Smartphones have become the tool of choice for comparing prices and finding deals, and now the handsets themselves are increasingly a bargain.
Switching to a smartphone has become more desirable for on-the-go streaming of music and video, games galore and apps that do everything from calculate the restaurant tip to log your jog. Realizing that not every customer can afford to shell out a full retail price of $400 or more, more phone manufacturers are rolling out cheaper handsets and dropping the prices on older models instead of discontinuing them, says Allen Nogee, a research director for research firm In-Stat. After introducing the new iPhone 4S, Apple, for example, made its 3GS model free with a two-year AT&T contract and cut the price on the iPhone 4 to $99. In-Stat expects Android manufacturers will ship 21 million sub-$150 handsets worldwide this year, mostly outside the U.S., up from about 3 million last year. By 2015, that figure is projected to be nearly 340 million.
Cheap retail phones are better news for those on prepaid or pay-as-you-go plans, which typically require users to pay the full retail price of the phone, says Nogee. Cricket, for example, has the new ZTE Score for $130, but knocks the price down to $80 with a web discount. The Score -- with its 3.2 megapixel camera and 3.5" screen -- is $100 cheaper than the carrier's Samsung Vitality, which has similar specs. Contract subscribers are also seeing a wider range of good phones for free, or low price points, says Delly Tamer, founder of price comparison site LetsTalk.com. The $250 HTC Wildfire, which launched on T-Mobile in August, is already free on the carrier's web site. Most carriers also have a range of free BlackBerry, Palm and Android devices. "Most of these phones are quite good phones, they're just older," Nogee says.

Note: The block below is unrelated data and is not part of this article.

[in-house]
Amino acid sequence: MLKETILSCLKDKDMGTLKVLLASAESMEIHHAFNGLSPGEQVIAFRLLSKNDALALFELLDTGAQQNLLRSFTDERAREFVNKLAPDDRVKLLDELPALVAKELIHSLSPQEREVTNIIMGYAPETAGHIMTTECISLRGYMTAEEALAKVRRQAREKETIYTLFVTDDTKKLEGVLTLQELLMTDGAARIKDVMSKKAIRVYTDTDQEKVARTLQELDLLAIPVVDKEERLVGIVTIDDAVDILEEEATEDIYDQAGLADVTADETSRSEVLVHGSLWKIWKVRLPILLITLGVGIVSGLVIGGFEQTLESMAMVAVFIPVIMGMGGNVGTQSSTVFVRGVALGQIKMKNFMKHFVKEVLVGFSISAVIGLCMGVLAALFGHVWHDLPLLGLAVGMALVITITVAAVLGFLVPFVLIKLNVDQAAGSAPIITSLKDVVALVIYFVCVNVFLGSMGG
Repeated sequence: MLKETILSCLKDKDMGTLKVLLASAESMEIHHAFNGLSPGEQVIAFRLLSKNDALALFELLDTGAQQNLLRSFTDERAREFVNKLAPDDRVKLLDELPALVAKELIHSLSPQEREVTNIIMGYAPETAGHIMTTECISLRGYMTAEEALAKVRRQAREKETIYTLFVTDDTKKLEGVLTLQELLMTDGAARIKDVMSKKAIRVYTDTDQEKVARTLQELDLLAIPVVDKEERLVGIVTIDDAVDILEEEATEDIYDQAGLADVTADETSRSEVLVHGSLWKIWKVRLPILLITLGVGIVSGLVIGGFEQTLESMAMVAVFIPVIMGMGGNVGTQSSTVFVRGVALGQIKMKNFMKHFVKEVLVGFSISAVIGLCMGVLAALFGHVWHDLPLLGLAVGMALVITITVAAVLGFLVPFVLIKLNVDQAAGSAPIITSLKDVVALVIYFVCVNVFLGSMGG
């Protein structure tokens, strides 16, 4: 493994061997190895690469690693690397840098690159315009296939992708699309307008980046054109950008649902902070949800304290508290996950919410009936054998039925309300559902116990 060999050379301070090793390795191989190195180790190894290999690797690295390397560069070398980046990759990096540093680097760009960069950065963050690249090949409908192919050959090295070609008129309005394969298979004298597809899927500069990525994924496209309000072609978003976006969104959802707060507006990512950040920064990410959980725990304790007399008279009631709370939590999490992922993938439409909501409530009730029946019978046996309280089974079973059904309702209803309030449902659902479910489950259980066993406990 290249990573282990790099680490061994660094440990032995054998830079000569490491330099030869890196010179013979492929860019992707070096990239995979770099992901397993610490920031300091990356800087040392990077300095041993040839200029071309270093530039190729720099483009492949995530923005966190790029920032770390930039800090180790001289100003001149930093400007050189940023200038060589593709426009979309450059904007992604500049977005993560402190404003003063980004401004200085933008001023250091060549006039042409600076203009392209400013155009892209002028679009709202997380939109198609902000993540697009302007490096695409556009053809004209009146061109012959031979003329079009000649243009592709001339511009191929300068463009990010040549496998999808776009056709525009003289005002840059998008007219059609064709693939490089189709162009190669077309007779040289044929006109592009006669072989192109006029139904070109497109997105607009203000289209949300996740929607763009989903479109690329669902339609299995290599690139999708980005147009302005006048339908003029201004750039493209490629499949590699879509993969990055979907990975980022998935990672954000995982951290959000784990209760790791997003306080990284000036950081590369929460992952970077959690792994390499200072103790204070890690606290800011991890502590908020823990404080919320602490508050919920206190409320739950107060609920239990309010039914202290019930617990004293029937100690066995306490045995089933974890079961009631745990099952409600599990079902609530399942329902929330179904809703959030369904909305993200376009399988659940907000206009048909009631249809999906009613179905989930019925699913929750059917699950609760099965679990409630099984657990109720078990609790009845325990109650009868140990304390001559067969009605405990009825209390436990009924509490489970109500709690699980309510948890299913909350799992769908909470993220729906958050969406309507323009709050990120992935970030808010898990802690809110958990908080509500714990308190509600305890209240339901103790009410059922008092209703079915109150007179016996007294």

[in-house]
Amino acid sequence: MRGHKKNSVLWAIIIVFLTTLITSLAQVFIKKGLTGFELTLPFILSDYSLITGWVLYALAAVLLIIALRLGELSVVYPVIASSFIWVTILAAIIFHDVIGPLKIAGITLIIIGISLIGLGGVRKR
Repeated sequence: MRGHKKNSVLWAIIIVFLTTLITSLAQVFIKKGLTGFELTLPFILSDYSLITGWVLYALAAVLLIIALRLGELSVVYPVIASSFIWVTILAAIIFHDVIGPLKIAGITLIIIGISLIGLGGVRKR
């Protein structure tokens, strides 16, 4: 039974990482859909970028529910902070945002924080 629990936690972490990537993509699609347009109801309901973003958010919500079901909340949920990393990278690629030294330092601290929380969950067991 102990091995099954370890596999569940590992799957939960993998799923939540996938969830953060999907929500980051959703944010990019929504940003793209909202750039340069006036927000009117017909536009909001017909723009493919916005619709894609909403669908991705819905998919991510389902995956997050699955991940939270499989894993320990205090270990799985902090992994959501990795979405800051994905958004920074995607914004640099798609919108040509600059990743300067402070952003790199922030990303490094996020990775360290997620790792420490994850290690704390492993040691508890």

There are some trade-offs, however, for going with a cheaper phone. The screen might be smaller than pricier models, or the processor not as fast. For example, Verizon's new Samsung Stratosphere is $50 cheaper than most of its other 4G-capable smartphones, but has 4GB of memory instead of the others' 8 to 16GB. AT&T's iPhone 3GS doesn't have the video calling capability of the 4G or the new voice-control assistant, Siri, from the 4S. Android models may not be able to update to the forthcoming new operating system, called Ice Cream Sandwich, says Samir Sakpal, an industry manager and senior analyst for Frost & Sullivan.
And of course, "cheap smartphone" is still somewhat of an oxymoron. Even as the handsets get less expensive, owning one is getting pricier because of new data plans, says Sakpal. This summer, Verizon eliminated its $30 unlimited data plan for new subscribers in favor of tiered charges of up to $80 based on usage. AT&T moved to similar tiers last year, and as of Oct. 1, now reduces the data speed of its heaviest users. Carriers have also made it more expensive to leave mid-contract. Sprint recently increased its early termination fee for smartphone users from $200 to $350.